In the last article, the creation of a theme, its development, and the use of a libretto were discussed. As one may recall, the theme is the kernel of a production, which dictates the nature of the piece. And in relation to the theme, is the thematic structure that serves as a guide as to how the production will manifest. Ultimately this information is transferred to a libretto. In contrast to the previous article, the strengths and weaknesses of the arts will be addressed. Before one can choose the various media for their multi-artistic production, one must understand the arts in part and as a whole. There are three general categories that the arts can be classified, which include the auditory, visual, and linguistic. Although some art forms can be placed in two or more categories, such as poetry, fundamentally it is made of words, but can be executed vocally.
The labels applied to the categories are general. But each category consists of several genres. The auditory arts consists of music, vocals, speech for the sake of speech, samples, loops, and all other similar art forms. Just as diverse as the auditory arts, the visual arts consists of videos, paintings, movies, movement, dance, the commercial arts, and all similar art forms. Not as diverse as the auditory and visual arts, the linguistic arts consists of poetry, prose, and literature. From these descriptions, the question of how do these arts connects remains. And the answer is simple. If one were to arrange the arts into a linear spectrum, one will see that the arts go from the abstract to the tangible. Or the linear connection between the arts can be seen as going from the general to the specific. On the two extremes of this linear spectrum are the auditory and linguistic arts. Between them are the visual arts.
The auditory arts are by their very nature abstract. For example, music can only express emotion. Music is not capable of producing a tangible object. A composer can only express an abstract idea through music. Because of the abstract qualities of music, a listener can only feel music. To prove this notion that music is abstract one would only need to ask listeners what the music was expressing. As a result one will get varied answers. In addition to music only expressing emotion, it is the only current media that can impact the body as a whole. Moreover, a listener can turn their backs, close their eyes, and, in some rare cases, cover their ears towards the musical source, and still experience music. Due to these aspects of the auditory arts, they stand on the one extreme of the art spectrum.
Contrary to the auditory arts are the linguistic arts. Unlike the auditory and visual arts, the linguistic arts are capable of expressing a very specific and tangible ideas. For example, if one were to see an image of a man standing atop a hill, many would interpret this in a literal sense. Contrary to this example, if one were to hear or read the following: "Atop a hill an Afghanistan man stands looking over a valley," many would have a more definitive idea than the previous example. As one can see from the previous examples, the latter most likely invokes a definitive feeling as compared to the visual description. This is the beauty of the linguistic arts. They can invoke specific ideas that reflect the current times. And quite possibly, linguistic arts can invoke a deeper emotional response than the other arts.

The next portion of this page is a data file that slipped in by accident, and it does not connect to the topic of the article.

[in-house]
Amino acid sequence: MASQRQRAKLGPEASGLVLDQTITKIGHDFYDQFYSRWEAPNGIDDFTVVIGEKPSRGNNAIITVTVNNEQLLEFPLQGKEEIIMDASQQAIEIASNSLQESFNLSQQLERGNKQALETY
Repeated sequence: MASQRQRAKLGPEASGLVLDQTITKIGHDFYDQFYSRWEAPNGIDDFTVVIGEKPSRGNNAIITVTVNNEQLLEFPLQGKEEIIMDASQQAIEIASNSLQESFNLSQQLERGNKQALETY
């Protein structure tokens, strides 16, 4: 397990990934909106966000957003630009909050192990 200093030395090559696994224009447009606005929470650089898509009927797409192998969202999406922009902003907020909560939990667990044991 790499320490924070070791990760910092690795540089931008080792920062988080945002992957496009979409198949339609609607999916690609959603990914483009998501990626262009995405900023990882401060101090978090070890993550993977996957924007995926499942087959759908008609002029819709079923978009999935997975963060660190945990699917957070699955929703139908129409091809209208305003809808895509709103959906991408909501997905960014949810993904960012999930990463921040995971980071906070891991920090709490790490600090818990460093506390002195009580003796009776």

In between the auditory and linguistic arts are the visual arts. Philosophically, the visual arts can express abstract and tangible ideas. Hence, because of this notion, the visual arts stand between the auditory and linguistic arts. Ultimately, visual arts balance the auditory and linguistic arts. As a demonstration of the visual arts capability of producing tangible ideas, one could look at many paintings from the 19th century and earlier. The subject material in these paintings could be touched and experienced by many. For one to see the abstract nature of the visual arts one does not need to look too far. The 20th century has produced many paintings and other visual medium that express abstract ideas. For one to experience a Jackson Pollack painting, one would have to of been in the process of creating the painting or one would have to physically touch the painting. As one can see from these two descriptions, the visual arts can express tangible and abstract ideas.
In the end, the multi-artistic theory that has been discussed represents the underpinnings to the various arts. With this artistic concept and the understanding of a theme and its development, as discussed in the previous article, one can produce a multi-artistic piece without failure. Creating such a piece is simple. It is a matter of choosing a theme, developing the theme, and finally choosing the art forms to express the production. So what are you waiting for? Start creating your production now. Grab a pen. Get a piece paper. And begin. That is where it all begins.
Andrew Hanna is the CEO & Production Manager of At Hand Productions, Inc. At Hand Productions (http://www.AtHandProductions.com) is a leading Philadelphia concert and theatrical production company. Andrew Hanna has 20 years of composition experience and 16 years of saxophone performance experience. His compositions range from duets to large theatrical productions such as My Journal, Requiem for the Now, and Prophecies of War.